New energy efficiency standards for furnaces, air conditioners, heat pumps and other HVAC appliances will soon come into force. Some of the jargon used to discuss the new standards can be confusing. Here are some useful energy-efficiency terms to know when trying to interpret information on the upcoming changes.
- SEER (Seasonal Energy Efficiency Ratio)
How efficiently air conditioners and heat pumps cool your home.
- AFUE (Average Fuel Utilization Efficiency)
The measure of efficiency, in percent, of gas and oil-fired furnaces.
- HSPF (Heating Seasonal Performance Factor)
The heating efficiency measurement for heat pumps.
If you’re not directly involved with the manufacture, sale or installation of HVAC appliances and systems, you might be forgiven for having missed the intense dispute over new HVAC efficiency standards.
The new standards specify required minimum energy efficiency levels for new appliances. These standards have both federal and regional elements; for the purposes of the DOE, Kansas forms part of the North region. The first wave of new standards will start to come into effect from Jan. 1, 2015.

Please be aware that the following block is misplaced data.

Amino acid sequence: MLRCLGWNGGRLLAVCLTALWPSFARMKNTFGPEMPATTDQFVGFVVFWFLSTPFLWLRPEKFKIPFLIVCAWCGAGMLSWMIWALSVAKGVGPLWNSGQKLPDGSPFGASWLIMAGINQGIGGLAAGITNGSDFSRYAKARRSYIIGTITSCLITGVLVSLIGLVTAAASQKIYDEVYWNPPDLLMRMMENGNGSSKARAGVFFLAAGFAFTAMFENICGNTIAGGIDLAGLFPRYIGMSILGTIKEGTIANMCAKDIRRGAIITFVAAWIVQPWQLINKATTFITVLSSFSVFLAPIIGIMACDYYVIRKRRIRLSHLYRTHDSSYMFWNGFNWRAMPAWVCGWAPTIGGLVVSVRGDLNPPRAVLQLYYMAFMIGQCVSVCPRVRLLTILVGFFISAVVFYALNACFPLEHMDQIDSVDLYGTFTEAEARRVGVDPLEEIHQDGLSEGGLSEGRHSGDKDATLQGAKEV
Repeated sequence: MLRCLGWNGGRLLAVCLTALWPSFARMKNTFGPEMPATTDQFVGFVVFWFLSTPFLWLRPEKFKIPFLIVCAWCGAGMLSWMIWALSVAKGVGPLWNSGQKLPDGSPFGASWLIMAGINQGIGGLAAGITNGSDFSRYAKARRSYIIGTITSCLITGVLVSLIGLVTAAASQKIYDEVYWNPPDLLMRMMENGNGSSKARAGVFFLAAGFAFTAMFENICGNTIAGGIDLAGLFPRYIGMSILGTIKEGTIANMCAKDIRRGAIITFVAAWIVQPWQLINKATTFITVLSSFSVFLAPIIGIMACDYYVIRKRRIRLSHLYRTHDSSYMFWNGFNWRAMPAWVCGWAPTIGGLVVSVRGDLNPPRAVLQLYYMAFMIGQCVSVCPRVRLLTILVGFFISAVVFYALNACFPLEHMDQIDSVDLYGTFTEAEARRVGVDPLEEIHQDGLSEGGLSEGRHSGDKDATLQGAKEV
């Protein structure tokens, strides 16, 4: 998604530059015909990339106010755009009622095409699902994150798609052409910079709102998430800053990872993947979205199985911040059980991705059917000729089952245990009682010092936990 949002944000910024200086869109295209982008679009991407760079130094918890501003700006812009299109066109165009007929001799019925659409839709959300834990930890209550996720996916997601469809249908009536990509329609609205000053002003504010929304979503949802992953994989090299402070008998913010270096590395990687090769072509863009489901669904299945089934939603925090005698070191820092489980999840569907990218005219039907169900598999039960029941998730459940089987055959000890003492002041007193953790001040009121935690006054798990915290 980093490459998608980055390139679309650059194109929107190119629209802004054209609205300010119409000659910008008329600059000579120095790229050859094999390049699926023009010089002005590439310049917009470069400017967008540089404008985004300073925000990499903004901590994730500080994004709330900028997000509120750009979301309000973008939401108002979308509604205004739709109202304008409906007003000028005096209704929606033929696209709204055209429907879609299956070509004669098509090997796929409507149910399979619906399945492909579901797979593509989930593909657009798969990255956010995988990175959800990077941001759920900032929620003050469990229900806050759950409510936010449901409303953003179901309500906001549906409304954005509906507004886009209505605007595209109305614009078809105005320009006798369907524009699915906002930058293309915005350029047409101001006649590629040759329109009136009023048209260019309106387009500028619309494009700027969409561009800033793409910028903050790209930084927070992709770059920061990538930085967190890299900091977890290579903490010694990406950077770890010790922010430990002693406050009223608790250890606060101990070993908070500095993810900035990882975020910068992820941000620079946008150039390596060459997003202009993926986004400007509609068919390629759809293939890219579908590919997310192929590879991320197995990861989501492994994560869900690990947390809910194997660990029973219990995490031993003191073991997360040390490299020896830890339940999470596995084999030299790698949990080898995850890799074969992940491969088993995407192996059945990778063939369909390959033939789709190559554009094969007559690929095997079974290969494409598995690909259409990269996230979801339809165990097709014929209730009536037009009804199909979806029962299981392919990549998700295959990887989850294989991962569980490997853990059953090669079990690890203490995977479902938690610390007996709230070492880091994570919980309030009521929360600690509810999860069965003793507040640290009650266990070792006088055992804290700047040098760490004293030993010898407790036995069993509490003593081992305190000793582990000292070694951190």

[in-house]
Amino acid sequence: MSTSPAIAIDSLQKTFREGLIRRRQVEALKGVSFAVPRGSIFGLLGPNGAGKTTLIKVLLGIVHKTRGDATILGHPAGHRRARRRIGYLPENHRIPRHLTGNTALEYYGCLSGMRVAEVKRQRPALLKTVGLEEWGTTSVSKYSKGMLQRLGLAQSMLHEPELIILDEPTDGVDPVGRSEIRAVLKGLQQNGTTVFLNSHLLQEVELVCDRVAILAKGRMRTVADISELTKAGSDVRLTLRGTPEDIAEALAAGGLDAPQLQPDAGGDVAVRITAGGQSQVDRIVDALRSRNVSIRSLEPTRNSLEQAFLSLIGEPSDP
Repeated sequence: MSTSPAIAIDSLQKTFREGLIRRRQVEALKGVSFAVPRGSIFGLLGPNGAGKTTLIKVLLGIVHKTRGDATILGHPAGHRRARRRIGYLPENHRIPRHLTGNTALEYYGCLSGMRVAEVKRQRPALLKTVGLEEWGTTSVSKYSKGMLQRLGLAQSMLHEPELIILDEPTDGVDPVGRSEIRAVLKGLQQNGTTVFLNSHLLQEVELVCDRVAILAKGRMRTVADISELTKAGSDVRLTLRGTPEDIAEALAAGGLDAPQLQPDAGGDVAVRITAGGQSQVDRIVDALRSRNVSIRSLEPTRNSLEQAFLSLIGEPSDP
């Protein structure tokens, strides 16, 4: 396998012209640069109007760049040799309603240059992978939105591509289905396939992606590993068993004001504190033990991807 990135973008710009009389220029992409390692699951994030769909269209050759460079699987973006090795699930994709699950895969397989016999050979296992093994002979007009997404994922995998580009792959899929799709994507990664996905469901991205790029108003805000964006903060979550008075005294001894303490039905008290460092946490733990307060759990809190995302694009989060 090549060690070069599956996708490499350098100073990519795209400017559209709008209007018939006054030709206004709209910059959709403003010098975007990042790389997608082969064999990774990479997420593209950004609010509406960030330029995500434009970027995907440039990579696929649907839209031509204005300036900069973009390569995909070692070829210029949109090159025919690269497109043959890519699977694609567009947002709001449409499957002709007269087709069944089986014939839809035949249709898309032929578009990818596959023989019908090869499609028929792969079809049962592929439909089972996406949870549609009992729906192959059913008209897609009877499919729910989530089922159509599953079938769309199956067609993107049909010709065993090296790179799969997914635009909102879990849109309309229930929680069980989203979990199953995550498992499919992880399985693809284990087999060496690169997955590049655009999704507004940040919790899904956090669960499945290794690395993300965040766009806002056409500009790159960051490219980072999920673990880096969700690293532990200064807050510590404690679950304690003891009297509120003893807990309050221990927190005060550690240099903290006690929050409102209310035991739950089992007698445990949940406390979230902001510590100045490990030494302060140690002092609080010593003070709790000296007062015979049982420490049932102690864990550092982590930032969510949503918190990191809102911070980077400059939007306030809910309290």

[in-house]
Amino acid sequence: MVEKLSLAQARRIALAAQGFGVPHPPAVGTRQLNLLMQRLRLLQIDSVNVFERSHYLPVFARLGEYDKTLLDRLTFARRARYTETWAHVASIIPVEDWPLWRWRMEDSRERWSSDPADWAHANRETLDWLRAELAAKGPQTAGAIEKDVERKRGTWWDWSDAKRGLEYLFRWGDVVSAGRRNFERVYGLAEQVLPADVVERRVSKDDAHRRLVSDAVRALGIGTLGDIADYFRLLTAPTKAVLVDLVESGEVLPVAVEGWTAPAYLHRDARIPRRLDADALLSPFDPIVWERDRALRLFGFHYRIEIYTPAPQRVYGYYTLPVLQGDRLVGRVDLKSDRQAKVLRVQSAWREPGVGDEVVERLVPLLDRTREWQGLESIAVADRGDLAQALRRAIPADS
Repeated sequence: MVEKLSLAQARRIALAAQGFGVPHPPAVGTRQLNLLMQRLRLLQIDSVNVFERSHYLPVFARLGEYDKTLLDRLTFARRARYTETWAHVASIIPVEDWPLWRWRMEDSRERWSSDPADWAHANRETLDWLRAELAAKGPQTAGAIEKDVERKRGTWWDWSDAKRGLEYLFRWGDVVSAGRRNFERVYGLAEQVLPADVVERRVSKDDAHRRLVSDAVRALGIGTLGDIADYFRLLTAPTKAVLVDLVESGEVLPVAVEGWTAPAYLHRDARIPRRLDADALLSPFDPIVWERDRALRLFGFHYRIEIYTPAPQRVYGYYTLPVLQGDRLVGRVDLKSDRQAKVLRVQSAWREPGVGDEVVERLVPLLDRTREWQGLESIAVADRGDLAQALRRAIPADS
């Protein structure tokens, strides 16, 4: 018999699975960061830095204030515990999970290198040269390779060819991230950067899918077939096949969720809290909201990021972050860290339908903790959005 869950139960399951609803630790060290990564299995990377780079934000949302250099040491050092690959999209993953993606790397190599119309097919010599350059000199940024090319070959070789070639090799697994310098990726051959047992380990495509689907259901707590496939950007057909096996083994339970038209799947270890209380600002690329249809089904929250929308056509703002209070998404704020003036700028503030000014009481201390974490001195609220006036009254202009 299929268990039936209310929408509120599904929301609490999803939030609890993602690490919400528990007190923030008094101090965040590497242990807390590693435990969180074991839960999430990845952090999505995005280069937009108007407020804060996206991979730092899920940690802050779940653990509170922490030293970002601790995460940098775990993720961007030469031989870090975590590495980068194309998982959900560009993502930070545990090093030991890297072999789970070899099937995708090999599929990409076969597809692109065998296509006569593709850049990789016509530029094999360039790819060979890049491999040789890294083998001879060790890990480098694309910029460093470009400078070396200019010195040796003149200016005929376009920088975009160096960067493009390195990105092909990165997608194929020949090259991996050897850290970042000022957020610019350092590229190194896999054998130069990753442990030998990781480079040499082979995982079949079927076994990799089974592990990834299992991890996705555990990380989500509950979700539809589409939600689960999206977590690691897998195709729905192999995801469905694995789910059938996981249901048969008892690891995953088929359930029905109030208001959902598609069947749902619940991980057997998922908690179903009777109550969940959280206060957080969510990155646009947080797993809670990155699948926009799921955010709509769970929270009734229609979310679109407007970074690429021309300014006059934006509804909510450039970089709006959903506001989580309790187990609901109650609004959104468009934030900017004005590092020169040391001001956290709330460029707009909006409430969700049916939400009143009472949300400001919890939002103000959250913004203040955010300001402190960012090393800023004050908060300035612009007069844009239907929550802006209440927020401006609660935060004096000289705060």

- For split-system central air conditioners, regional standard in the North (including Kansas) will stay at 13 SEER.
- For single-package air conditioners, the regional standard will be 14 SEER.
- New national efficiency standards will come into play for all types of heat pumps. The standards differ for each type of pump.
- New national efficiency standards will also come into play for all types of furnace, except for mobile home furnaces. The standards differ for each type of furnace.
Further new national energy-efficiency standards for furnaces are in the pipeline, but will probably not come into effect until 2021-2022.
If your household’s HVAC equipment doesn’t meet these standards, you will eventually need to upgrade your air conditioner, furnace or other HVAC appliances. You may be able to claim tax credits to help you with the cost.
To find out more about how HVAC efficiency standards will affect households in Kansas, or to learn more about other HVAC topics, contact Overland Park Heating & Cooling, Inc. today.
Our goal is to help educate our customers in Overland Park, Kansas about energy and home comfort issues (specific to HVAC systems).
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